LOS ANGELES — Before Burning Man and Bonnaroo, Coachella and Lollapalooza, Glastonbury and Governors Island, there was Monterey Pop.
Fifty years ago (June 16-18, 1967), the three-day concert south of San Francisco became the centerpiece of the ‘‘Summer of Love’’ and paved the way for today’s festivals. The Monterey International Pop Festival created the template for giving emerging artists exposure alongside blockbuster bands while showcasing different genres of music in outdoor settings.
John Phillips of The Mamas & the Papas came up with the idea for three days of music with proceeds going to charitable causes. He brought in Grammy-winning record producer Lou Adler, promoter Alan Pariser, and publicist Derek Taylor, who worked with the Beatles.
The festival was planned in seven weeks with the goal of validating rock music as an art form in the same way that jazz and folk were regarded.
‘‘The focus was the music and how to present it in the best possible way,’’ Adler said recently at the Grammy Museum in Los Angeles. ‘‘The byproduct of that was the feeling that took place in Monterey — love and flowers.’’
Organizers sought out the best musicians, sound and lighting systems, and food to ‘‘lift the level of what rock ’n’ roll should be,’’ Adler said.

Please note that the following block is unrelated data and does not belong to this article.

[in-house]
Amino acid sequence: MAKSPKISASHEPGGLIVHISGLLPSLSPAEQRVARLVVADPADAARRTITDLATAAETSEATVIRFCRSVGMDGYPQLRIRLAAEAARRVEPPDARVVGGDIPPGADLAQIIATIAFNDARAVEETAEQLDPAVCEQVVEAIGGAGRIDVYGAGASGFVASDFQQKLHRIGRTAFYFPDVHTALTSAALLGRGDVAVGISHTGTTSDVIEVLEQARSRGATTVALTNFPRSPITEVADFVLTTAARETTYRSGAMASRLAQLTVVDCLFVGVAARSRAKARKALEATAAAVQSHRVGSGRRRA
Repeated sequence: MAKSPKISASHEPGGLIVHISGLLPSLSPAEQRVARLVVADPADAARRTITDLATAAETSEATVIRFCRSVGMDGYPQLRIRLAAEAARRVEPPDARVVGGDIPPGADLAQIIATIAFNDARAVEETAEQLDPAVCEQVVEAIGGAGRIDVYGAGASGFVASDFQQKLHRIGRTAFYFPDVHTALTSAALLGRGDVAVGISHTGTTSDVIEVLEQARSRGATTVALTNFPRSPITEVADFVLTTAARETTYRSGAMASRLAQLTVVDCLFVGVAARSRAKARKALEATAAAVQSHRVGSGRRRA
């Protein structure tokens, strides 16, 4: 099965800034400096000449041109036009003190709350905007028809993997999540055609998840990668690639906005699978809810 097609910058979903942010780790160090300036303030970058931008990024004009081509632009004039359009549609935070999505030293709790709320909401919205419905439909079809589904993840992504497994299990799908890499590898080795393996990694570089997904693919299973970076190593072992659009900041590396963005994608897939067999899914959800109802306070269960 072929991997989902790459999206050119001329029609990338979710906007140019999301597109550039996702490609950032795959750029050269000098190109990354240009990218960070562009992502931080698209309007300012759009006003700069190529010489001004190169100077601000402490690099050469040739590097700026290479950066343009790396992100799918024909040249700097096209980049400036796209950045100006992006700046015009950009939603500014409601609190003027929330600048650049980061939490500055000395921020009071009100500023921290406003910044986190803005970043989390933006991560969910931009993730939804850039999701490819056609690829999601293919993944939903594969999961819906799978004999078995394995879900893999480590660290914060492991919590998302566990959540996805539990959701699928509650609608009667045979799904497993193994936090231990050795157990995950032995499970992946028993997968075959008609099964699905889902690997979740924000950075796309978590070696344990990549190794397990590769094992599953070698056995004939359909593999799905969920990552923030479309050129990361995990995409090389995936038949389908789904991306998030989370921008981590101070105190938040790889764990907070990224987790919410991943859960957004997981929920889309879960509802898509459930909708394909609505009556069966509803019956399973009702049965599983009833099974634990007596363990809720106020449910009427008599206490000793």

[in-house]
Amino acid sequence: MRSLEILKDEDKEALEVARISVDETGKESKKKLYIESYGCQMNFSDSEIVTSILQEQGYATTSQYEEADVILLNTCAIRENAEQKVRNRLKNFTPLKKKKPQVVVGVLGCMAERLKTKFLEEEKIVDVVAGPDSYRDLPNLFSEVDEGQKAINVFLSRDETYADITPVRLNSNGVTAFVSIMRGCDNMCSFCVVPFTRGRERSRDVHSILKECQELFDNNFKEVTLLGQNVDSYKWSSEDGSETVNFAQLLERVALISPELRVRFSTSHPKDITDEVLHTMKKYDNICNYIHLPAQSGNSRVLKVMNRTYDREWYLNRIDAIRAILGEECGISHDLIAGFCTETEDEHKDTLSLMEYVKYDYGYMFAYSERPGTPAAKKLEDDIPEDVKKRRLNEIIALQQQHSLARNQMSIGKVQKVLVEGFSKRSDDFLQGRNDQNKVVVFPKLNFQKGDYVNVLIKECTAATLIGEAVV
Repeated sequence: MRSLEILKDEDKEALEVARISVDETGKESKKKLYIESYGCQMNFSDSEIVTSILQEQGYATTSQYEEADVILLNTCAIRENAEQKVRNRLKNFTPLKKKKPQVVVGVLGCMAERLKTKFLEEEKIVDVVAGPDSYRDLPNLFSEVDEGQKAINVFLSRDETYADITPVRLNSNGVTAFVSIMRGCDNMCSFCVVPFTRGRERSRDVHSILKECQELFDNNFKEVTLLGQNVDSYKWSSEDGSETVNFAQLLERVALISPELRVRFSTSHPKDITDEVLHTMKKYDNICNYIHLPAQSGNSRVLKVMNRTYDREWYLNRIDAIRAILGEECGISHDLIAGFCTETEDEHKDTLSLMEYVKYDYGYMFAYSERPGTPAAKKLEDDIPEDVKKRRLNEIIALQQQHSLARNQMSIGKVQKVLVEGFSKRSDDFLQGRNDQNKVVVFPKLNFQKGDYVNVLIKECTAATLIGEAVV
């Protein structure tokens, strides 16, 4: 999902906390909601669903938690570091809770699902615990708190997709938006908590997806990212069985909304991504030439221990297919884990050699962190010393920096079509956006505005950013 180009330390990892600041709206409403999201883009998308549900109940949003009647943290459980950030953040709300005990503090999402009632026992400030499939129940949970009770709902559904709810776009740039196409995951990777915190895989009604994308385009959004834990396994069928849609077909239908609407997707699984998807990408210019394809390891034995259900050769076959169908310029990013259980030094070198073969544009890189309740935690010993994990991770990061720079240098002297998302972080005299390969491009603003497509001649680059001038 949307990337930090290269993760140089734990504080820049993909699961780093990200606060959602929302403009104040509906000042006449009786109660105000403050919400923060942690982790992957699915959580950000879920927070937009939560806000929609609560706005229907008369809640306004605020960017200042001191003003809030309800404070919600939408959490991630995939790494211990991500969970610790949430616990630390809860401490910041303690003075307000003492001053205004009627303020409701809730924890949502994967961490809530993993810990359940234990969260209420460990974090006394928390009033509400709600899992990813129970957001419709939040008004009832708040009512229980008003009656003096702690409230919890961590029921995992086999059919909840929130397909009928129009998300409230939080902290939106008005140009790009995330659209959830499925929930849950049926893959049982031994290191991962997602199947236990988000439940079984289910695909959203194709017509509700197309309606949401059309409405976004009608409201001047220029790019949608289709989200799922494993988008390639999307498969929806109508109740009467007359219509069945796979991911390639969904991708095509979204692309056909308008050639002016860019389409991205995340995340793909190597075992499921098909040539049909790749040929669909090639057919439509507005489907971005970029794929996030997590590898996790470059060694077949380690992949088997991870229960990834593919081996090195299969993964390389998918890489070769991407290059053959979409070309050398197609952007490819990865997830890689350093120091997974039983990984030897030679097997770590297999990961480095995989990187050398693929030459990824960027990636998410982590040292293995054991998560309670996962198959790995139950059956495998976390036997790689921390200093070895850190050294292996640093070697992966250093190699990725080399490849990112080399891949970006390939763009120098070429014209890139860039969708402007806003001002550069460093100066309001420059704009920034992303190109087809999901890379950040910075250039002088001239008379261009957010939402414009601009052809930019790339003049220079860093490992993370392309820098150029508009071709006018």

They signed on Jefferson Airplane, The Who, the Grateful Dead, the Jimi Hendrix Experience, Simon & Garfunkel, Big Brother and the Holding Company featuring Janis Joplin, Otis Redding, Ravi Shankar, and The Mamas & the Papas.
‘‘We sort of had our pick,’’ Adler recalled, noting no one booked acts that far out at the time.
It was Shankar’s introduction to an American audience, and the Indian sitar player was the only one who got paid, Adler said. He received $3,000, while the others had their flights and hotels comped.
Backstage, the era’s peace and love vibe didn’t extend to Hendrix and Pete Townshend of The Who. Both were known for destroying guitars.
Adler recalled that neither wanted the other to perform first, so Phillips flipped a coin. The Who won.
‘‘Hendrix jumped up on a table and said, ‘OK, you little [expletive],’’ Adler recalled. ‘‘’No matter what you do, I’ll do something that burns you.’’’
Aware that The Who planned an explosive finale, Hendrix capped his set with a version of ‘‘Wild Thing,’’ kneeling over his guitar and setting it on fire before smashing it repeatedly and tossing the remains into the crowd.
Held at the Monterey County Fairgrounds, Monterey Pop had attendance numbers that vary from 25,000 to 90,000 people. It was a one-time-only event because by the next year, things had changed. Adler cites money issues and ‘‘angry people who didn’t like that hippies were in their town.’’
The festival’s golden anniversary is being marked at the Monterey Fairgrounds with a three-day celebration that culminates this Sunday. The lineup includes three acts that played the original: Eric Burdon and the Animals, Booker T. Stax Revue, and the Grateful Dead’s Phil Lesh. Three-day tickets cost $295 to $695 for a VIP package. The prices in 1967 ranged from $3 to $6.50.